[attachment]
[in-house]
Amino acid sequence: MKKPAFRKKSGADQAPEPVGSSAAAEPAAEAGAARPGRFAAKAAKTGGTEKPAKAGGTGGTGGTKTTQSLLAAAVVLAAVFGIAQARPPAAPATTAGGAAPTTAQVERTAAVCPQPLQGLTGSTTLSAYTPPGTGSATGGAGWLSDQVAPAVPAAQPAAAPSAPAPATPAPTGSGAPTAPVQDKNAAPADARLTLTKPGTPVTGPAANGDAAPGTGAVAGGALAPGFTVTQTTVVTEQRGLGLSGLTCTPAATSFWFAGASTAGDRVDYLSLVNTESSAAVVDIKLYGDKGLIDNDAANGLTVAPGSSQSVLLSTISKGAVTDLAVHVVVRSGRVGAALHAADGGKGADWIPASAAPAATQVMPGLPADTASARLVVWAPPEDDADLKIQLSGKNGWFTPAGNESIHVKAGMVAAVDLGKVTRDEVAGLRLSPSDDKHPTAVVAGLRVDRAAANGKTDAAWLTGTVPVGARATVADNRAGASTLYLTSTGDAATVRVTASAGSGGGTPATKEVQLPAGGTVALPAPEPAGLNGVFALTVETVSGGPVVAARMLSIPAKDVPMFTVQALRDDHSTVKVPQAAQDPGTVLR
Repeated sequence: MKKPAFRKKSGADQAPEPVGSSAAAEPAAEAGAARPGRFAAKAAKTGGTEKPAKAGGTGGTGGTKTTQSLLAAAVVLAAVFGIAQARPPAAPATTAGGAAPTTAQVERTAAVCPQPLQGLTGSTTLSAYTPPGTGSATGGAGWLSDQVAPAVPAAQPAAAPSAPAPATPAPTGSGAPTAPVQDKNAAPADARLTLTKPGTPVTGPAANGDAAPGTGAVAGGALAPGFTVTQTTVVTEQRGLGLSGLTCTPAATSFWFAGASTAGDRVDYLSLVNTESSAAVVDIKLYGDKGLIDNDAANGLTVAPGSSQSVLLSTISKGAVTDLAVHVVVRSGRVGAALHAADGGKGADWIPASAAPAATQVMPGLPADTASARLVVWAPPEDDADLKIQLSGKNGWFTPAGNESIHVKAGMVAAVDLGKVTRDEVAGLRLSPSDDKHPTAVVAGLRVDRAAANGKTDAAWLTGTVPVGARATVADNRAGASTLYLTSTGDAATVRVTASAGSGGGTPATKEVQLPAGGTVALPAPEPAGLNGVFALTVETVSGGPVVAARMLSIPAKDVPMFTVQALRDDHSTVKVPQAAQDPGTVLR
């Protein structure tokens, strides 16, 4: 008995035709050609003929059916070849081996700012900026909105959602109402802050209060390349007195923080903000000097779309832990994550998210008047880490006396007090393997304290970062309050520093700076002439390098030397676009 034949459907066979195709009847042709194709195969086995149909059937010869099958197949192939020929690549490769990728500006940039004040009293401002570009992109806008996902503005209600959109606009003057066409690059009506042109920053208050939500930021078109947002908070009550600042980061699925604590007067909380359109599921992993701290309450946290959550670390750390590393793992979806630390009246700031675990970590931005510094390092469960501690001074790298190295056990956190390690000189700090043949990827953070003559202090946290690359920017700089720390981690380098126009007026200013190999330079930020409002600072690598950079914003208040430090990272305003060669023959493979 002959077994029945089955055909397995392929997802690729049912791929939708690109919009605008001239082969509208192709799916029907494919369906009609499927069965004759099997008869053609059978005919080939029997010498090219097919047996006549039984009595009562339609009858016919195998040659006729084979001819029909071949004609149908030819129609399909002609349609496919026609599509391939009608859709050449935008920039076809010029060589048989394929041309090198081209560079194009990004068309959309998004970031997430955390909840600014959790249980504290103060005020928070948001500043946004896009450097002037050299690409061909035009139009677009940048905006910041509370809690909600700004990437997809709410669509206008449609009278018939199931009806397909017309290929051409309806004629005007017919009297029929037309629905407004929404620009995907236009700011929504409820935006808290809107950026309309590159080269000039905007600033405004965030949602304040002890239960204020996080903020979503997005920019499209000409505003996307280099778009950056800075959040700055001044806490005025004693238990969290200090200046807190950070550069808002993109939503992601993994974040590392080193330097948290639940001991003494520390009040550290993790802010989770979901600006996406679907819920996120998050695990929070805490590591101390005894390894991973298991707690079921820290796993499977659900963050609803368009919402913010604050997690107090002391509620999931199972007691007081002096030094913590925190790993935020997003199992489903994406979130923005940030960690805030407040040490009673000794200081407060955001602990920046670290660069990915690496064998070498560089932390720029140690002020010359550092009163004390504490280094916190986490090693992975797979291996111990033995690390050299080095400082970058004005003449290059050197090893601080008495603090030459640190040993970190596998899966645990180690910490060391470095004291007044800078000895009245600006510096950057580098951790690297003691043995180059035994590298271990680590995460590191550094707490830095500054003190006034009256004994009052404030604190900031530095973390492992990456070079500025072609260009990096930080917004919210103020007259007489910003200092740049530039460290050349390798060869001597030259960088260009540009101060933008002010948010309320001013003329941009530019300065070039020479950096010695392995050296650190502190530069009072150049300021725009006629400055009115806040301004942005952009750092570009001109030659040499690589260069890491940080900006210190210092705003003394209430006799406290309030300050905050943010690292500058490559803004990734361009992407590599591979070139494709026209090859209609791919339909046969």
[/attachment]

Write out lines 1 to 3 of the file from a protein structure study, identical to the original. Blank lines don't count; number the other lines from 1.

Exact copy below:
[in-house]
Amino acid sequence: MKKPAFRKKSGADQAPEPVGSSAAAEPAAEAGAARPGRFAAKAAKTGGTEKPAKAGGTGGTGGTKTTQSLLAAAVVLAAVFGIAQARPPAAPATTAGGAAPTTAQVERTAAVCPQPLQGLTGSTTLSAYTPPGTGSATGGAGWLSDQVAPAVPAAQPAAAPSAPAPATPAPTGSGAPTAPVQDKNAAPADARLTLTKPGTPVTGPAANGDAAPGTGAVAGGALAPGFTVTQTTVVTEQRGLGLSGLTCTPAATSFWFAGASTAGDRVDYLSLVNTESSAAVVDIKLYGDKGLIDNDAANGLTVAPGSSQSVLLSTISKGAVTDLAVHVVVRSGRVGAALHAADGGKGADWIPASAAPAATQVMPGLPADTASARLVVWAPPEDDADLKIQLSGKNGWFTPAGNESIHVKAGMVAAVDLGKVTRDEVAGLRLSPSDDKHPTAVVAGLRVDRAAANGKTDAAWLTGTVPVGARATVADNRAGASTLYLTSTGDAATVRVTASAGSGGGTPATKEVQLPAGGTVALPAPEPAGLNGVFALTVETVSGGPVVAARMLSIPAKDVPMFTVQALRDDHSTVKVPQAAQDPGTVLR
Repeated sequence: MKKPAFRKKSGADQAPEPVGSSAAAEPAAEAGAARPGRFAAKAAKTGGTEKPAKAGGTGGTGGTKTTQSLLAAAVVLAAVFGIAQARPPAAPATTAGGAAPTTAQVERTAAVCPQPLQGLTGSTTLSAYTPPGTGSATGGAGWLSDQVAPAVPAAQPAAAPSAPAPATPAPTGSGAPTAPVQDKNAAPADARLTLTKPGTPVTGPAANGDAAPGTGAVAGGALAPGFTVTQTTVVTEQRGLGLSGLTCTPAATSFWFAGASTAGDRVDYLSLVNTESSAAVVDIKLYGDKGLIDNDAANGLTVAPGSSQSVLLSTISKGAVTDLAVHVVVRSGRVGAALHAADGGKGADWIPASAAPAATQVMPGLPADTASARLVVWAPPEDDADLKIQLSGKNGWFTPAGNESIHVKAGMVAAVDLGKVTRDEVAGLRLSPSDDKHPTAVVAGLRVDRAAANGKTDAAWLTGTVPVGARATVADNRAGASTLYLTSTGDAATVRVTASAGSGGGTPATKEVQLPAGGTVALPAPEPAGLNGVFALTVETVSGGPVVAARMLSIPAKDVPMFTVQALRDDHSTVKVPQAAQDPGTVLR